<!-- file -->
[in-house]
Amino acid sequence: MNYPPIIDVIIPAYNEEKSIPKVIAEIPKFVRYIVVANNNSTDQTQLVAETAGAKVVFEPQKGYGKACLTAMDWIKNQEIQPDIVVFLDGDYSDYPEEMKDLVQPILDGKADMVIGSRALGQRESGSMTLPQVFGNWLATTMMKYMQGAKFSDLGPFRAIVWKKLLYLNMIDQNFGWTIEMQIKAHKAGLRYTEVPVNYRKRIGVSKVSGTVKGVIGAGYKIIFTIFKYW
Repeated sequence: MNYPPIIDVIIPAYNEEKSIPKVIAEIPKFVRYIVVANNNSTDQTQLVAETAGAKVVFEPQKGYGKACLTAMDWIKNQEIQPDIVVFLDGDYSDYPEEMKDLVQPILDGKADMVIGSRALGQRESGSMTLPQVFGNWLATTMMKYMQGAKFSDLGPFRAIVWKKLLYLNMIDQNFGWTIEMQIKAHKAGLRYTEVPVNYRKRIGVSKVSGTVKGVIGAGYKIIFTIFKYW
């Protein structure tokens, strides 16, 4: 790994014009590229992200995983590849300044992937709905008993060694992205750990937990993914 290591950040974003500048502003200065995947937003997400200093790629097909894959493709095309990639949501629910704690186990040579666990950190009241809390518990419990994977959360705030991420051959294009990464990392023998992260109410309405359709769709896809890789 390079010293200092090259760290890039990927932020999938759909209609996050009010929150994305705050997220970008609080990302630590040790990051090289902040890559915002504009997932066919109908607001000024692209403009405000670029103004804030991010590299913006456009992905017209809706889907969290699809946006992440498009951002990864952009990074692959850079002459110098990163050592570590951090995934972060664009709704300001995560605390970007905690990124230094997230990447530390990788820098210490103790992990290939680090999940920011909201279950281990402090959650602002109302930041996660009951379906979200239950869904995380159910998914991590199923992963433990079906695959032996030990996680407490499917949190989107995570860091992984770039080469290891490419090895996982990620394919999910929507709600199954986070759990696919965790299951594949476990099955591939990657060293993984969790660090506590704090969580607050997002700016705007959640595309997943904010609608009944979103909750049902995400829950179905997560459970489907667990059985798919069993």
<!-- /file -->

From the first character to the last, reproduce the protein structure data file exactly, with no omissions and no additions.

[in-house]
Amino acid sequence: MNYPPIIDVIIPAYNEEKSIPKVIAEIPKFVRYIVVANNNSTDQTQLVAETAGAKVVFEPQKGYGKACLTAMDWIKNQEIQPDIVVFLDGDYSDYPEEMKDLVQPILDGKADMVIGSRALGQRESGSMTLPQVFGNWLATTMMKYMQGAKFSDLGPFRAIVWKKLLYLNMIDQNFGWTIEMQIKAHKAGLRYTEVPVNYRKRIGVSKVSGTVKGVIGAGYKIIFTIFKYW
Repeated sequence: MNYPPIIDVIIPAYNEEKSIPKVIAEIPKFVRYIVVANNNSTDQTQLVAETAGAKVVFEPQKGYGKACLTAMDWIKNQEIQPDIVVFLDGDYSDYPEEMKDLVQPILDGKADMVIGSRALGQRESGSMTLPQVFGNWLATTMMKYMQGAKFSDLGPFRAIVWKKLLYLNMIDQNFGWTIEMQIKAHKAGLRYTEVPVNYRKRIGVSKVSGTVKGVIGAGYKIIFTIFKYW
């Protein structure tokens, strides 16, 4: 790994014009590229992200995983590849300044992937709905008993060694992205750990937990993914 290591950040974003500048502003200065995947937003997400200093790629097909894959493709095309990639949501629910704690186990040579666990950190009241809390518990419990994977959360705030991420051959294009990464990392023998992260109410309405359709769709896809890789 390079010293200092090259760290890039990927932020999938759909209609996050009010929150994305705050997220970008609080990302630590040790990051090289902040890559915002504009997932066919109908607001000024692209403009405000670029103004804030991010590299913006456009992905017209809706889907969290699809946006992440498009951002990864952009990074692959850079002459110098990163050592570590951090995934972060664009709704300001995560605390970007905690990124230094997230990447530390990788820098210490103790992990290939680090999940920011909201279950281990402090959650602002109302930041996660009951379906979200239950869904995380159910998914991590199923992963433990079906695959032996030990996680407490499917949190989107995570860091992984770039080469290891490419090895996982990620394919999910929507709600199954986070759990696919965790299951594949476990099955591939990657060293993984969790660090506590704090969580607050997002700016705007959640595309997943904010609608009944979103909750049902995400829950179905997560459970489907667990059985798919069993």